Tag Archives: literary fiction

Book Review: The Dress Shop on King Street

7 Jan

I love it when the new year starts out with an excellent book! The Dress Shop on King Street by Ashley Clark checked all the boxes — lovely characters, interesting historical details, a plot that kept me engaged. It is a 5-star if ever I have read one!

 

Harper Dupree has pinned all her hopes on a future in fashion design. But when it comes crashing down around her, she returns home to Fairhope, Alabama, and to Millie, the woman who first taught her how to sew. As Harper rethinks her own future, long-hidden secrets about Millie’s past are brought to light.

In 1946, Millie Middleton — the daughter of an Italian man and a Black woman —  boarded a train and left Charleston to keep half of her heritage hidden. She carried with her two heirloom buttons and the dream of owning a dress store. She never expected to meet a charming train jumper who changed her life forever . . . and led her yet again to a heartbreaking choice about which heritage would define her future.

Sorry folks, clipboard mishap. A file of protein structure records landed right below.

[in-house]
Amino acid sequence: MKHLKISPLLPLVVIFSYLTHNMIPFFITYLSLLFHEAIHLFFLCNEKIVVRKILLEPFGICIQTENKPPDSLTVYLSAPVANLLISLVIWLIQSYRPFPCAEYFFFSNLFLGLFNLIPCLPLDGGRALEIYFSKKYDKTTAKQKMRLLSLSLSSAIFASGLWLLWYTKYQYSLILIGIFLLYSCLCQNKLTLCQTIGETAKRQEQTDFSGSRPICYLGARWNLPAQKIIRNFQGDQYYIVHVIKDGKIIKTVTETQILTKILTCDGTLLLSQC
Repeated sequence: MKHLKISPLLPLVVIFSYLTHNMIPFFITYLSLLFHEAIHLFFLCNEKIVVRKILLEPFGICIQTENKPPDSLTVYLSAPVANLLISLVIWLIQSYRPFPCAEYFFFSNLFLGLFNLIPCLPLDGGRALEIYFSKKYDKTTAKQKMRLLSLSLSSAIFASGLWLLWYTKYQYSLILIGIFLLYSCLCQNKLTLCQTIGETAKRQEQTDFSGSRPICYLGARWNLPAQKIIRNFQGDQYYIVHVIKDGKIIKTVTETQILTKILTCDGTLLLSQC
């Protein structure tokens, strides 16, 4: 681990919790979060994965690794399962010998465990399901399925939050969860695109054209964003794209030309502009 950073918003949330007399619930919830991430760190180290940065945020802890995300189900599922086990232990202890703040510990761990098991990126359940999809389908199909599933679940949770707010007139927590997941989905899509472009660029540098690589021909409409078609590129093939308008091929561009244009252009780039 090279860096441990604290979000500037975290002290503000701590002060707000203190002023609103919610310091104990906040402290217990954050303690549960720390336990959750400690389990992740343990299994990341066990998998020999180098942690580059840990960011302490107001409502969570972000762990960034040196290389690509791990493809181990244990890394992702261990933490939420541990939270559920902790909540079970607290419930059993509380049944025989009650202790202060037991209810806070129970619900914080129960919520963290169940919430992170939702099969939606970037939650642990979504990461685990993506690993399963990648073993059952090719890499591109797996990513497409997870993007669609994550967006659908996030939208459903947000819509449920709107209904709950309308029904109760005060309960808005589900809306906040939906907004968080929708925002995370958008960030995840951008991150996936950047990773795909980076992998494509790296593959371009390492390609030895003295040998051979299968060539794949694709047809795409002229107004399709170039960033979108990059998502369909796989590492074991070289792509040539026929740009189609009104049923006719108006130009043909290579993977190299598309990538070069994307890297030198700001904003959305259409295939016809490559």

Now, together, Harper and Millie return to Charleston to find the man who may hold the answers they seek . . . and a chance at the dress shop they’ve both dreamed of. But it’s not until all appears lost that they see the unexpected ways to mend what frayed between the seams.

Ashley Clark in her own words:

I write romantic women’s fiction set in the South, and The Dress Shop on King Street is my debut novel. I have a Master’s degree in Creative Writing and enjoy teaching literature and writing courses as an adjunct. I’ve been an active member of American Christian Fiction Writers for almost decade! When I’m not writing, I’m re-watching You’ve Got Mail, dreaming of Charleston, and drinking all the English Breakfast tea I can get my hands on.